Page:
Amnesty International State of the World 2015-2016

Mexican authorities cracked down on protesters demanding answers over disappearance of 43 Ayotzina students ©Jorge Lopez/Reuters
Report
February 23, 2016

Amnesty International State of the World 2015-2016

View More Research

  • Angola: using defamation laws and state security legislation to harass, arrest and detain those peacefully expressing their views; and publicly snubbing UN recommendations on its rights record.
  • Burundi: systematic killings and other widespread violent tactics by the security forces; and efforts to suppress the human rights community in the country.
  • China: escalating crackdown against human rights defenders and a series of sweeping laws in the name of ‘national security’.
  • Egypt: the arrest of thousands, including peaceful critics, in a ruthless crackdown in the name of national security, the prolonged detention of hundreds without charge or trial and the sentencing of hundreds of others to death.
  • Hungary: sealing off its borders to thousands of refugees in dire need; and obstructing collective regional attempts to help them.
  • Israel: maintaining its military blockade of Gaza and therefore collective punishment of the 1.8 million inhabitants there, as well as failing, like Palestine, to comply with a UN call to conduct credible investigations into war crimes committed during the 2014 Gaza conflict.
  • Gambia: torture, enforced disappearances and the criminalization of LGBTI people; and utter refusal to co-operate with the UN and regional human rights mechanisms on issues including freedom of expression, enforced disappearance and the death penalty.
  • Kenya: extrajudicial executions, enforced disappearances and discrimination against refugees in its counter-terrorism operations; and attempts to undermine the International Criminal Court and its ability to pursue justice.
  • Mexico: grave record of human rights abuses including 27,000 disappeared; and its harsh response to UN criticism of the widespread use of torture, enabling almost complete impunity despite increased complaints.
  • Pakistan: the severe human rights failings of its response to the horrific Peshawar school massacre including its relentless use of the death penalty; and its policy on international NGOs giving authorities the power to monitor them and close them down if they are considered to be “against the interests” of the country.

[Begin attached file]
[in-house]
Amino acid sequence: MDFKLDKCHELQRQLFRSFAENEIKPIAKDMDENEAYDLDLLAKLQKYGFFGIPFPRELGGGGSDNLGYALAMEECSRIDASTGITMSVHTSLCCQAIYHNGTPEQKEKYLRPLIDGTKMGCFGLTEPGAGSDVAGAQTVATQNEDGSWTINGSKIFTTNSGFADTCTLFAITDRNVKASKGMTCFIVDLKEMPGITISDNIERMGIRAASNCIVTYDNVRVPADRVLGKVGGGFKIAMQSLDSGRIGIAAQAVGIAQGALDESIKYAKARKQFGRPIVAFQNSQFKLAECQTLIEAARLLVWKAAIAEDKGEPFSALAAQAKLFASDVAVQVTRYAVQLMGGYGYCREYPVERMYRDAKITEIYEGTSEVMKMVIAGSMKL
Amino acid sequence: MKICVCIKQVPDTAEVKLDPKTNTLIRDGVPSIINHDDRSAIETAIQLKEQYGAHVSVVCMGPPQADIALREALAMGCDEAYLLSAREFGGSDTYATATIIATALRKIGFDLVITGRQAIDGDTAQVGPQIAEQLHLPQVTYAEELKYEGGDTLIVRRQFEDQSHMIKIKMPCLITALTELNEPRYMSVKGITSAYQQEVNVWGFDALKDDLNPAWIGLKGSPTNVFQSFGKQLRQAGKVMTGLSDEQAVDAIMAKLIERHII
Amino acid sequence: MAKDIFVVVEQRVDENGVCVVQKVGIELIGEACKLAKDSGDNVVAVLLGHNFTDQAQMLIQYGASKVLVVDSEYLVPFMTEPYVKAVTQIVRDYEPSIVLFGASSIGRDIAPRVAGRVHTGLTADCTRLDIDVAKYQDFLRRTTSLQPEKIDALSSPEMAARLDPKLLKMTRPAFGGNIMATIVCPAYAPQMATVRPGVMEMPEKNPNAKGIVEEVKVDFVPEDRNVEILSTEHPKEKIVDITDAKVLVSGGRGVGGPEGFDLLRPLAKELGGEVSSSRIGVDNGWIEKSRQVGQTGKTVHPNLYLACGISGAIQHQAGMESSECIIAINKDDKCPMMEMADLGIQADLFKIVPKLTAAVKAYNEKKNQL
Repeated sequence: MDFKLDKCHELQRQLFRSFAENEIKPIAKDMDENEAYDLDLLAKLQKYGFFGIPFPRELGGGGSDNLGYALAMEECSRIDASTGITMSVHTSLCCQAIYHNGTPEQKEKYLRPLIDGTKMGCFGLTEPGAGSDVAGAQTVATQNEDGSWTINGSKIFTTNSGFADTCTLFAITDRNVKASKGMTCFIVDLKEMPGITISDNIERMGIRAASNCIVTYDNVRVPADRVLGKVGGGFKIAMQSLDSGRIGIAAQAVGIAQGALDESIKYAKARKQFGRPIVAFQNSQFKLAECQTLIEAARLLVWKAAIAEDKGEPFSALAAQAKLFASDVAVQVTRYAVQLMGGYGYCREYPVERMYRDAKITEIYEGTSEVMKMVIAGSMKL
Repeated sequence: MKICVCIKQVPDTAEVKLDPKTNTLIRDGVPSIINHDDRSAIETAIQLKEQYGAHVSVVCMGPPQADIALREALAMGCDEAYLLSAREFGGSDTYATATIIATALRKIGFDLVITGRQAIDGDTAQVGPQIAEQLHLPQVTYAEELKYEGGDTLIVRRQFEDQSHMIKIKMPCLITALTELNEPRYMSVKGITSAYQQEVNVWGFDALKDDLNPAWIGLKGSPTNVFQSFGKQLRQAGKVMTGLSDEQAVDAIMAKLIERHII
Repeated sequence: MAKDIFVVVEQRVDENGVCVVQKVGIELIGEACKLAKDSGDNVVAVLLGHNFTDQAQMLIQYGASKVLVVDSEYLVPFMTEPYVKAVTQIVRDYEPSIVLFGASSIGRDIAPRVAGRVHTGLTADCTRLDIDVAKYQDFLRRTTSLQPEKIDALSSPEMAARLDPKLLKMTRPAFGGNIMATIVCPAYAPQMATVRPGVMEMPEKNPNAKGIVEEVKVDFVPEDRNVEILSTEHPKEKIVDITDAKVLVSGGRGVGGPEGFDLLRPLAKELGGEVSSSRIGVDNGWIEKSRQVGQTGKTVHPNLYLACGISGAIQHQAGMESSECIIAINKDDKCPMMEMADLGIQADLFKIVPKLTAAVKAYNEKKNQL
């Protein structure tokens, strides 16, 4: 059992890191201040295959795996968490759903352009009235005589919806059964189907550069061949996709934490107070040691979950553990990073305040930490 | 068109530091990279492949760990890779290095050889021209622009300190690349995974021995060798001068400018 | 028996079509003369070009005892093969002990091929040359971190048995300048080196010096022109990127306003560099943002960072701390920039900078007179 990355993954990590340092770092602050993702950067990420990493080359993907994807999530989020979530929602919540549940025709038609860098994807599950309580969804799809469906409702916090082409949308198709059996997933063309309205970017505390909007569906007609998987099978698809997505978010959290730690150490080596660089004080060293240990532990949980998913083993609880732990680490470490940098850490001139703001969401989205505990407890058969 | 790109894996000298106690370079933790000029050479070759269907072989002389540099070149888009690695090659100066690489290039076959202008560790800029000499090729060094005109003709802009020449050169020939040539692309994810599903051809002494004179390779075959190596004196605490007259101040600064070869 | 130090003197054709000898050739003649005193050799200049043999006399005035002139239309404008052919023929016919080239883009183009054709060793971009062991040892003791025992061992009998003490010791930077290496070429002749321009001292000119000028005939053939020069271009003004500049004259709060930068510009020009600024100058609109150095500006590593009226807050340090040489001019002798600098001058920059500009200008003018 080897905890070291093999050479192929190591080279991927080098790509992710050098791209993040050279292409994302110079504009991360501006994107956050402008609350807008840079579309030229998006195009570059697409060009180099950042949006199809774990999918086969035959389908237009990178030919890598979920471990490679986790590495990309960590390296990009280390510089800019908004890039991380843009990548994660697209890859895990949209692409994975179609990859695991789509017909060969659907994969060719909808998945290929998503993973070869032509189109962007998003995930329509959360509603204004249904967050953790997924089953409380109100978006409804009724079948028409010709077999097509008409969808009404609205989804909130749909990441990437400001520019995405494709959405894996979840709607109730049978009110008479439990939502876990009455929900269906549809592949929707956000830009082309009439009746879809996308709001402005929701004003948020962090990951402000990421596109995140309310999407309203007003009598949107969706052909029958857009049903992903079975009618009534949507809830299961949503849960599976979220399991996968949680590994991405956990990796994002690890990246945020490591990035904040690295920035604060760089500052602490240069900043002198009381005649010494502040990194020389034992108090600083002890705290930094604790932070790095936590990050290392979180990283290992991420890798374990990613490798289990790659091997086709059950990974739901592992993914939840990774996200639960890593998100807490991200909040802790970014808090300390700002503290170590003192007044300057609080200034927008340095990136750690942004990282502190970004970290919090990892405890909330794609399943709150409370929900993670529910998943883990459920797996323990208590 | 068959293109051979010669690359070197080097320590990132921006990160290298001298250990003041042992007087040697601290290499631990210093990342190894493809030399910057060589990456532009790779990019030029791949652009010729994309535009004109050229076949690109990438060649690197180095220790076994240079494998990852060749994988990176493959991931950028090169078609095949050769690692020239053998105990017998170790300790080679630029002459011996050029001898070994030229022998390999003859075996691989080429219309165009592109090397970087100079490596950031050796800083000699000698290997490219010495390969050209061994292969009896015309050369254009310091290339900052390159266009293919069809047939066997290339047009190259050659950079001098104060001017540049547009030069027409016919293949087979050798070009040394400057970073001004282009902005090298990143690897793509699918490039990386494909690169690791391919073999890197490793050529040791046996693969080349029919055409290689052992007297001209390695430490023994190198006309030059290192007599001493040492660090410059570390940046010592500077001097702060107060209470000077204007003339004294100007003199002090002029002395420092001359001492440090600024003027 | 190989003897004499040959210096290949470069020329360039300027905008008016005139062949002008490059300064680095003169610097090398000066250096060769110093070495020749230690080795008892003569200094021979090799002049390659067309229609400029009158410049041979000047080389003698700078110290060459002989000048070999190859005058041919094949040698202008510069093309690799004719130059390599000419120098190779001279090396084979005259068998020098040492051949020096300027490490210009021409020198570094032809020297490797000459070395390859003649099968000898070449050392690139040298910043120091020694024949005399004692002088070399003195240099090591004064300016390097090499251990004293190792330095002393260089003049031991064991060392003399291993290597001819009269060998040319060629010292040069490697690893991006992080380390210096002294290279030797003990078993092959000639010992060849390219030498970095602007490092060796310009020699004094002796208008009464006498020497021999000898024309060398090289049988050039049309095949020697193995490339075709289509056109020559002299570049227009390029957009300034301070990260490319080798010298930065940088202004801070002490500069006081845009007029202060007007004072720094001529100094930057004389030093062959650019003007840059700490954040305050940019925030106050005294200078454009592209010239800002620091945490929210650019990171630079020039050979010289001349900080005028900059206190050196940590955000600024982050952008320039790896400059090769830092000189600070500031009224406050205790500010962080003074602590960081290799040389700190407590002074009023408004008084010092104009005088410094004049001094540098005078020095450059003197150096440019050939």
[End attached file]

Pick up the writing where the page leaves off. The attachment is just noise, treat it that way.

• Pakistan: the severe human rights failings of its response to the horrific Peshawar school massacre including its relentless use of the death penalty; and its policy on international NGOs giving authorities the power to monitor them and close them down if they are considered to be “against the interests” of the country.
  • Russia: repressive use of vague national security and anti-extremism legislation and its concerted attempts to silence civil society in the country; its shameful refusal to acknowledge civilian killings in Syria and its callous moves to block Security Council action on Syria.
  • Saudi Arabia: brutally cracking down on those who dared to advocate reform or criticize the authorities; and committing war crimes in the bombing campaign it led in Yemen while obstructing the establishment of a UN-led inquiry into violations by all sides in the conflict.
  • Slovakia: widespread discrimination against Roma remained despite years of efforts by national and regional groups, resulting in the European Commission having to resort to infringement proceedings against the country.
  • Syria: killing thousands of civilians in direct and indiscriminate attacks with barrel bombs and other weaponry and through acts of torture in detention; and enforcing lengthy sieges of civilian areas, blocking international aid from reaching starving civilians.
  • Thailand: arresting peaceful critics for activities including staging plays, posting Facebook comments and displaying graffiti; and the military authorities’ dismissal of international calls not to extend its own powers to excessively restrict rights and silence dissent in the name of “security."
  • UK: continued use of mass surveillance in the name of countering terrorism; and its regressive attempts to evade oversight by the European Court of Human Rights.
  • USA: the continuing operation of the Guantanamo detention centre, an example of the grave consequences of its ̈global war on terror”; and its failure to prosecute those responsible for torture and enforced disappearances.
  • Venezuela: continuing lack of justi

READ MORE